Margaret Matheson (Sigourney Weaver) and Tom Buckley (Cillian Murphy) study paranormal activity with the hope of debunking it. When renowned psychic Simon Silver (Robert DeNiro) comes out retirement, Tom becomes obsessed with taking him down.
At the beginning, it seems as though Red Lights is going to be a horror film; Weaver and Murphy make their way into a house where strange banging noises and unexplained events have happened. They soon debunk this theory and return to their lab. They are psychologists who spend their free time disproving hauntings and psychic phenomena. This is a clever enough idea for a film, and certainly the idea is tested to its limits once Silver is introduced to the mix, but the final revelation is so strange and only partially explained that the audience is left wondering what the point of the film was.
Sigourney Weaver as Margaret Matheson is absolutely fine. She does not really get a chance to set the screen alight, but she proves that she is more than able for Toby Jones and Cillian Murphy. Speaking of Murphy, it is great to see him back in leading man territory after his smaller roles in Tron: Legacy, Inception and the straight to DVD movie Retreat. Murphy has proven many times that he has the chops to be a charismatic leading man, and Red Lights is no exception. It is a good job really, because many of the other great actors in the film are criminally underused. Elizabeth Olsen is really only used as a sounding board for Murphy, a shame since she is quickly proving herself to be a strong actress.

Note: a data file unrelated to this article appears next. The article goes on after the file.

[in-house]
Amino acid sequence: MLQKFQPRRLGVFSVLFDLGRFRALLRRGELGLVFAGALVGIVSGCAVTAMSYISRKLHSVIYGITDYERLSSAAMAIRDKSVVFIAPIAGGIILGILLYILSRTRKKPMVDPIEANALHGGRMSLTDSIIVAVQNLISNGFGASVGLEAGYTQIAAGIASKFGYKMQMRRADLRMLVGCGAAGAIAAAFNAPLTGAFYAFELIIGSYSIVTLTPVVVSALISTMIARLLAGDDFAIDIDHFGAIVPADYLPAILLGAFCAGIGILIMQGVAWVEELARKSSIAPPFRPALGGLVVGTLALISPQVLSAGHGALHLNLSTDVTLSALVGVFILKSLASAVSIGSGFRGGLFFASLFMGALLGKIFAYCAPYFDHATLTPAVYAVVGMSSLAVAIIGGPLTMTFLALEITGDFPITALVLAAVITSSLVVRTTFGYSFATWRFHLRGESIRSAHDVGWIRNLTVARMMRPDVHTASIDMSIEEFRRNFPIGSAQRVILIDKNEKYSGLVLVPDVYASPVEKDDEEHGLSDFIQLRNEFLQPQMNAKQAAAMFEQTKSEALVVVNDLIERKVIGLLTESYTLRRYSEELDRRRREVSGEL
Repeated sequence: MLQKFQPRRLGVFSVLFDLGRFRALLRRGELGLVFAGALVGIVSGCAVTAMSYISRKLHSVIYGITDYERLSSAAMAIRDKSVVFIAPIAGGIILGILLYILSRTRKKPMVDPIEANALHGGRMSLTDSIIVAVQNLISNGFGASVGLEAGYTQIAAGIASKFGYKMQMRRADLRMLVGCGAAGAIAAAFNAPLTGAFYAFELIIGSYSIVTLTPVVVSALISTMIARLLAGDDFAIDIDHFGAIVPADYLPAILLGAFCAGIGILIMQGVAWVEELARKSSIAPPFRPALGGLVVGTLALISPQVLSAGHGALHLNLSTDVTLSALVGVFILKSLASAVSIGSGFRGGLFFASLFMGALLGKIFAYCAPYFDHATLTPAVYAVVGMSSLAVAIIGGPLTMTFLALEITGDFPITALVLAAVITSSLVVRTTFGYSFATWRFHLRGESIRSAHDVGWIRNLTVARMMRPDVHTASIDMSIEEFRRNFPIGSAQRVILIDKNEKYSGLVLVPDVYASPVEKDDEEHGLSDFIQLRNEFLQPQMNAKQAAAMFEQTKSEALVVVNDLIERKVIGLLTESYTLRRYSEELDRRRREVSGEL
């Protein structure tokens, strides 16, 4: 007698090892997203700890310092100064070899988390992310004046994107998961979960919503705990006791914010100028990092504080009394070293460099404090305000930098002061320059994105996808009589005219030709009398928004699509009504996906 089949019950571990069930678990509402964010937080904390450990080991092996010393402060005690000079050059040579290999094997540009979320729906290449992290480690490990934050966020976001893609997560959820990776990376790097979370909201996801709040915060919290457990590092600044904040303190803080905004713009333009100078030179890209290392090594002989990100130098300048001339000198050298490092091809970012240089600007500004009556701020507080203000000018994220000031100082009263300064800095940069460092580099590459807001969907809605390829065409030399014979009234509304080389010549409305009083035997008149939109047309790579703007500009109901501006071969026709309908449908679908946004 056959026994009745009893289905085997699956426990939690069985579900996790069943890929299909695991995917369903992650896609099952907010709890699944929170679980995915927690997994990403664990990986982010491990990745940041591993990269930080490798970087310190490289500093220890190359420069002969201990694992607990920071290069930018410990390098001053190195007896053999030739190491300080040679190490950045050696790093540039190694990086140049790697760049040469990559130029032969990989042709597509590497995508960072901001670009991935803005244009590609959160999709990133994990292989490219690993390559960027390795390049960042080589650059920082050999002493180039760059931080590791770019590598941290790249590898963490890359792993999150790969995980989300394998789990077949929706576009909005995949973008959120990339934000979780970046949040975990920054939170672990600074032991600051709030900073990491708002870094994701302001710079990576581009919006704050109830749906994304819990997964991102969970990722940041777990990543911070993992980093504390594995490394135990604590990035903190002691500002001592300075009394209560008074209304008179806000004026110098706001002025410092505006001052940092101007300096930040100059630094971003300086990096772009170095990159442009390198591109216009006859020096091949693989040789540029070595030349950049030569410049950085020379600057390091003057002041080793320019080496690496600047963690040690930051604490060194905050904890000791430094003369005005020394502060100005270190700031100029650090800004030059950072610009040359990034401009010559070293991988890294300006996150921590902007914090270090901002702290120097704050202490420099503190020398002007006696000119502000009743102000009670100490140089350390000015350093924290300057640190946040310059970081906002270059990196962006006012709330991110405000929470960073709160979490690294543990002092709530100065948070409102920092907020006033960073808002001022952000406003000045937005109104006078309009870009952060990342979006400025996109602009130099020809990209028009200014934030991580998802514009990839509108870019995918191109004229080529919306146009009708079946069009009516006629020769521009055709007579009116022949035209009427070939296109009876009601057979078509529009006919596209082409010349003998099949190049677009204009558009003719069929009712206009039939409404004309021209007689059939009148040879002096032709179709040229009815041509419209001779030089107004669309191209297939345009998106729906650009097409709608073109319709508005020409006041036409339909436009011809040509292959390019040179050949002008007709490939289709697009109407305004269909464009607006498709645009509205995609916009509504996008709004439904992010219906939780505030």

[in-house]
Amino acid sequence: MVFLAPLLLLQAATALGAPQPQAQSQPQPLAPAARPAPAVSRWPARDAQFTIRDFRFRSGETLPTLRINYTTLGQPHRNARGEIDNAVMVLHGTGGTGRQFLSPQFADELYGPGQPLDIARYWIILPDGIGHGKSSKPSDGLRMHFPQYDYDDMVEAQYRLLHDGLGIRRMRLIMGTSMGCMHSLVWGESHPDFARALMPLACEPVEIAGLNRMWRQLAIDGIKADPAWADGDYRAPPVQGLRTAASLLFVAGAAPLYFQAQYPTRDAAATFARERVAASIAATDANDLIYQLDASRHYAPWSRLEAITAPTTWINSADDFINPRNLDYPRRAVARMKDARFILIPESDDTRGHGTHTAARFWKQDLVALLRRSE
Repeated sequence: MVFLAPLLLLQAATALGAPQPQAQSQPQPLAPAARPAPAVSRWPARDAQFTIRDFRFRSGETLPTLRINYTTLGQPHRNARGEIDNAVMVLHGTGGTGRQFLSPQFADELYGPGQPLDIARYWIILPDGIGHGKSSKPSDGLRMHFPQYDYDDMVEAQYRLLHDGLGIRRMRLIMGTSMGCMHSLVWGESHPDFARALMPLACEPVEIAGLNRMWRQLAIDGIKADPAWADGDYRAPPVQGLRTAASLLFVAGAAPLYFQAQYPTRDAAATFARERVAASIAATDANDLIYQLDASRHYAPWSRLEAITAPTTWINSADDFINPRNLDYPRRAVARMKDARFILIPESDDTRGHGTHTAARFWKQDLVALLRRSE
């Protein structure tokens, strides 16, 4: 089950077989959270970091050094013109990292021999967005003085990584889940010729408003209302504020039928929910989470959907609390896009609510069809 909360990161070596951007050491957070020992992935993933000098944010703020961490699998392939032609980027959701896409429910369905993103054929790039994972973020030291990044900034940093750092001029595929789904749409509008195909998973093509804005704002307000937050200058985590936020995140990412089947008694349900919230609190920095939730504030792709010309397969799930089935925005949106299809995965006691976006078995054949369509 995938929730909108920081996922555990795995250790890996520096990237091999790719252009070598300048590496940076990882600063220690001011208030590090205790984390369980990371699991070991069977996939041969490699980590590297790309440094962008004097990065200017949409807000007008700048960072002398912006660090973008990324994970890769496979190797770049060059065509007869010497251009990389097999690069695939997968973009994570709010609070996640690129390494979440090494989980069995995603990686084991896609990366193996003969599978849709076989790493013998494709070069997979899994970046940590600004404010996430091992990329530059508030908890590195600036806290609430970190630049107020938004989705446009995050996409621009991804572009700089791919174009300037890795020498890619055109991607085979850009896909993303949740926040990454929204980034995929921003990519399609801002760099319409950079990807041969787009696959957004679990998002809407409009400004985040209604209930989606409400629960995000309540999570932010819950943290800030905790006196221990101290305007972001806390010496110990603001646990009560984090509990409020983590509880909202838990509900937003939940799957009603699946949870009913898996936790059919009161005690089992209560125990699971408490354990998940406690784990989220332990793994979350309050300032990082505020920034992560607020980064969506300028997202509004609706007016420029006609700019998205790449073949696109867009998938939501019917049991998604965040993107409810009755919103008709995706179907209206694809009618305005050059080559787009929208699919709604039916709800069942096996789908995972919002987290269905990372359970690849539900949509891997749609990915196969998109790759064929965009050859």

Robert DeNiro gives a very strange performance. Not only is the character blind – and this is revealed in a very clunky and obvious manner – but he appears out for vengeance even though he has not really been wronged. As well as this, Simon Silver is a weirdly evil version of David Copperfield who holds audience with people in a disused shop. This is never explained either…
Tom Buckley spends most of the movie trying to figure out how to bring down the man he believes to be a fraud, even when he is warned not to by Matheson. This turns into an obsession, even when he is threatened and scared away, but the audience is not told why Buckley is so tenacious until a strange and obviously cobbled together voice over tries to wrap everything up in the last few minutes. It is obvious that director Rodrigo Cortés is most comfortable in the ‘horror movie’-esque scenes in the film, as these are the ones that work the best. For the rest of the time, the audience is trying to figure out where the story is going rather than going along for the ride.
In all, it seems that Robert DeNiro is no longer an actor who we can trust. Some of his most recent films were New Year’s Eve, Limitless and Little Fockers… It is a shame to have to say it, but it seems that DeNiro is not making good choices lately. The story of Red Lights meanders and rambles (rather than twists and turns), the final voice over is cringy and if it weren’t for Cillian Murphy, the film would be unwatchable. As it stands it is a disappointment; a mediocre film starring some of the strongest actors working today.